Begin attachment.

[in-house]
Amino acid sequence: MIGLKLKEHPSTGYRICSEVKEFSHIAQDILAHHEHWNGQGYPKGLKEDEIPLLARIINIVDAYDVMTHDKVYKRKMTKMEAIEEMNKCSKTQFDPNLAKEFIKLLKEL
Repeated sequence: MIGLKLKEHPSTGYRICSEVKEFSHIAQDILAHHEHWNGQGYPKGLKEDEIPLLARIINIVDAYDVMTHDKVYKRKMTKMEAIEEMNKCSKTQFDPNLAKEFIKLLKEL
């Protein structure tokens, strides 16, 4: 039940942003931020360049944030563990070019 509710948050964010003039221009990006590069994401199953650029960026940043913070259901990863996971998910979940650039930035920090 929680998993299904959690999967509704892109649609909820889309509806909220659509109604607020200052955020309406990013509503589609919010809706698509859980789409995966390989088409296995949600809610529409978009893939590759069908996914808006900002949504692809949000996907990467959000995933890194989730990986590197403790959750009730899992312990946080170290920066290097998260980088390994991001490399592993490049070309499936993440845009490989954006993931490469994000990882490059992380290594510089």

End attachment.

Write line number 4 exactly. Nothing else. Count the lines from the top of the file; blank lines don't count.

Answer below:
């Protein structure tokens, strides 16, 4: 039940942003931020360049944030563990070019 509710948050964010003039221009990006590069994401199953650029960026940043913070259901990863996971998910979940650039930035920090 929680998993299904959690999967509704892109649609909820889309509806909220659509109604607020200052955020309406990013509503589609919010809706698509859980789409995966390989088409296995949600809610529409978009893939590759069908996914808006900002949504692809949000996907990467959000995933890194989730990986590197403790959750009730899992312990946080170290920066290097998260980088390994991001490399592993490049070309499936993440845009490989954006993931490469994000990882490059992380290594510089």